Thank God, it’s Friday!
It’s been a crazy long week with midterm elections, market swings, and new inflation numbers coming in.
But we remain committed to delivering the best income-producing ideas every day through it all at Intelligent Income Daily.
Now that this week’s finally over, I have some exciting news to share. Next week, I’m headed to San Francisco for the National Association of Real Estate Investment Trust’s (Nareit) REITworld 2022 Annual Conference.
Nareit is an international voice for REITs and real estate companies focused on the U.S. market.
CEOs from all over the world will be there, and I have an impressive list of interviews lined up. Below are just a few I’ll be meeting with next week…
Charles Meyers, President and CEO of Equinix (EQIX)
Mark Manheimer, President and CEO of NETSTREIT (NTST)
Sumit Roy, President and CEO of Realty Income (O)
John Thomas, President and CEO of Physicians Realty Trust (DOC)
Tamara Fischer, CEO of National Storage Affiliates (NSA)
Owen Thomas, CEO and Director of Boston Properties (BXP)
John Albright, President of CTO Realty Growth (CTO)
And here’s the even more exciting part… I want to ask them questions that you, the reader, want answered. So, if you have a burning question for any of these CEOs, please send our team a message. I look forward to seeing what’s on your mind.
In the meantime, I’ll answer the latest questions from our Reader Mailbag. Let’s get started…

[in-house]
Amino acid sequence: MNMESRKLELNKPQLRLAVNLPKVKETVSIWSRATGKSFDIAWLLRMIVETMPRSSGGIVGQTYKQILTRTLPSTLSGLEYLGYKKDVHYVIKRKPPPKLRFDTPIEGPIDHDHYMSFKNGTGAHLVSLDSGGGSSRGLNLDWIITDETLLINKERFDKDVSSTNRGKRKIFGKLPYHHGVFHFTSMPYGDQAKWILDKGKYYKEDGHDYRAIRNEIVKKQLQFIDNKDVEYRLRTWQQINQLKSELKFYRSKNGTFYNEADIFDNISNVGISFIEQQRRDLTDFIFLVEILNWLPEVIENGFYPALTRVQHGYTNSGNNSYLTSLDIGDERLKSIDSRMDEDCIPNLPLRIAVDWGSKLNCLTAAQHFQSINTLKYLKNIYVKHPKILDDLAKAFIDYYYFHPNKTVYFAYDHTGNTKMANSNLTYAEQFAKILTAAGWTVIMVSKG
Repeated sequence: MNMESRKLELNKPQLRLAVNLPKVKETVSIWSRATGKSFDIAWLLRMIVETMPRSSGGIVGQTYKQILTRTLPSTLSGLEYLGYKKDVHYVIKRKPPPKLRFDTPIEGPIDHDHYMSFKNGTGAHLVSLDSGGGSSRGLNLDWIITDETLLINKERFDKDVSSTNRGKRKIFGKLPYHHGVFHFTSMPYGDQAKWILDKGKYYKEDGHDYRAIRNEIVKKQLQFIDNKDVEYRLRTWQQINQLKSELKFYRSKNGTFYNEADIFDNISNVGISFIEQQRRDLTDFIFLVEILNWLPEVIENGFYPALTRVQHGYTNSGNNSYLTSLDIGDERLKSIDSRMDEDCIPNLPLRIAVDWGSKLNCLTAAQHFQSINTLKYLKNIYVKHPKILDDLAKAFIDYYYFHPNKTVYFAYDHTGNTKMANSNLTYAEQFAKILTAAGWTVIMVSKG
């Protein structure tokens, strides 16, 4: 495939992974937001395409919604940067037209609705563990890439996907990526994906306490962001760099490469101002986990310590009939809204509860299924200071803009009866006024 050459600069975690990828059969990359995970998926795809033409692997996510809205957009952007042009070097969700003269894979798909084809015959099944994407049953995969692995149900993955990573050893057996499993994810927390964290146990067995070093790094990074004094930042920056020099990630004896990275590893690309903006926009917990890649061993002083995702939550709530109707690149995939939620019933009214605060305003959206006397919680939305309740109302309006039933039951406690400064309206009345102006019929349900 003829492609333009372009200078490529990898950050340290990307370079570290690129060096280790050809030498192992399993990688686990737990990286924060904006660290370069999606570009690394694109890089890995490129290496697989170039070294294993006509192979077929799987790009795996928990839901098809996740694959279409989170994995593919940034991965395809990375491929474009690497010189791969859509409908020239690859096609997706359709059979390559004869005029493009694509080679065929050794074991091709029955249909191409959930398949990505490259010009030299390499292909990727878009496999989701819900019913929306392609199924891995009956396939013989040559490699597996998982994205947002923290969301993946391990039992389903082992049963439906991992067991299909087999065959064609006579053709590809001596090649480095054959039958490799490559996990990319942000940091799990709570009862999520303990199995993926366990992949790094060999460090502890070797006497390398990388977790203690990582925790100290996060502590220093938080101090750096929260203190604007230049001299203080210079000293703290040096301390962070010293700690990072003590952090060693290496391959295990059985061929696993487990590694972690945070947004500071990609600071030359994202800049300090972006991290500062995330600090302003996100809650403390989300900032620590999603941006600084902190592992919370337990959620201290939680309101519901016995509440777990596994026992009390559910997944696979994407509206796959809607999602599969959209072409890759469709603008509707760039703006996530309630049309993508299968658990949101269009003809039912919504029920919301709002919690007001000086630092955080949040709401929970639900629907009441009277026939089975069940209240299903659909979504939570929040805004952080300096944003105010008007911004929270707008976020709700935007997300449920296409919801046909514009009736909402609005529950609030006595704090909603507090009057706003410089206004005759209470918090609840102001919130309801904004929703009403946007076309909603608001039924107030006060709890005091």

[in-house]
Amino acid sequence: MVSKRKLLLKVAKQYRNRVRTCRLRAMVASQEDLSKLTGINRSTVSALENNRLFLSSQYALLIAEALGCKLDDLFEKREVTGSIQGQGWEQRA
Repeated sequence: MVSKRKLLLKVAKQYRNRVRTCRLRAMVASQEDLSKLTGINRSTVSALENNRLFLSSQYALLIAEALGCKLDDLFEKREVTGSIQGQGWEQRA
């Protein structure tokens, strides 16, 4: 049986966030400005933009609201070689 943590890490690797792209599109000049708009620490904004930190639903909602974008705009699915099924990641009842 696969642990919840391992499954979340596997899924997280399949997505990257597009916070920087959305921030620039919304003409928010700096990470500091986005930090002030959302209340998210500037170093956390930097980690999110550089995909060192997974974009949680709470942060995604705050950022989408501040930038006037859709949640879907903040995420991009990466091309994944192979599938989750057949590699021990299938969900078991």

I´ve been making mostly futile forays in stocks/options and listening to everyone and their DoorDash delivery guy about their “greatest secret technique” or “magic indicator.”
Your promo video persuaded me to try Intelligent Income Investor. I fit your general profile of the worried septuagenarian. I want you to know that I dumped a handful of option and stock positions and bought seven modest starter amounts of recommendations in your portfolio.
This morning I woke to those seven positions making some money. Instead of middling winners and losers, I have a lot of winners already. By far, the best advice I´ve ever gotten. I am grateful and I´m also sleeping well during the day. – Raymond J.
Brad’s Response: Thank you, Raymond! I have not seen a REIT market like this in quite some time.
I’ve spent over 30 years of my life learning how to become an investor, and notice I said “learning.”
You see, I didn’t start out as an investor. It took me over three decades to truly grasp the concept of investing. If I could sum up the definition of investing now, it would be “learning from your mistakes.”
One of the most important lessons that I’ve learned the hard way is the concept of diversification. As much as I would like to recommend one home-run stock, I always recommend maintaining a well-balanced portfolio of high-quality income stocks.
And my favorite among those are REITs.
Right now is the best time to buy because all my favorite sleep well at night (SWAN) REITs are trading at a discount… and it won’t last long.
I’m very happy to hear you’re capitalizing on this opportunity now. As I was saying the other day, I feel like a kid in the candy shop at the moment. All my favorite candy is selling for peanuts, and I am having a grand ol’ time indulging my sweet tooth.
And as you are already aware, the recommendations I made are already paying off. Our latest recommendation, for example, is already up 5% in this volatile market.
As always, thank you for the opportunity to be of service.